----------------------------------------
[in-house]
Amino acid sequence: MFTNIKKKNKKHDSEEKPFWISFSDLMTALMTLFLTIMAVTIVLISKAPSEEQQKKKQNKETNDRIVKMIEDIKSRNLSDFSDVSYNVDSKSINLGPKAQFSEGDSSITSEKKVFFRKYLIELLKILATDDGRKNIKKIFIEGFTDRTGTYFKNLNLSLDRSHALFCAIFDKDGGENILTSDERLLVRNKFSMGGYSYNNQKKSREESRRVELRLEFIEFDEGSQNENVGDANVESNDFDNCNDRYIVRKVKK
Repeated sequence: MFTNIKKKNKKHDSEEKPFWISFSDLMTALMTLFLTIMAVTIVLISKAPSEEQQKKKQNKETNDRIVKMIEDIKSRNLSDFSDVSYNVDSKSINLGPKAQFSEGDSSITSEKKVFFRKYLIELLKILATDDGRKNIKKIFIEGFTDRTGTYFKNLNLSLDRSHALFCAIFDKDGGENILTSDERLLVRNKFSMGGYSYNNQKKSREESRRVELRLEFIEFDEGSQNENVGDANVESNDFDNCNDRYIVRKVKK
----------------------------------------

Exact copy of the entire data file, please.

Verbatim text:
[in-house]
Amino acid sequence: MFTNIKKKNKKHDSEEKPFWISFSDLMTALMTLFLTIMAVTIVLISKAPSEEQQKKKQNKETNDRIVKMIEDIKSRNLSDFSDVSYNVDSKSINLGPKAQFSEGDSSITSEKKVFFRKYLIELLKILATDDGRKNIKKIFIEGFTDRTGTYFKNLNLSLDRSHALFCAIFDKDGGENILTSDERLLVRNKFSMGGYSYNNQKKSREESRRVELRLEFIEFDEGSQNENVGDANVESNDFDNCNDRYIVRKVKK
Repeated sequence: MFTNIKKKNKKHDSEEKPFWISFSDLMTALMTLFLTIMAVTIVLISKAPSEEQQKKKQNKETNDRIVKMIEDIKSRNLSDFSDVSYNVDSKSINLGPKAQFSEGDSSITSEKKVFFRKYLIELLKILATDDGRKNIKKIFIEGFTDRTGTYFKNLNLSLDRSHALFCAIFDKDGGENILTSDERLLVRNKFSMGGYSYNNQKKSREESRRVELRLEFIEFDEGSQNENVGDANVESNDFDNCNDRYIVRKVKK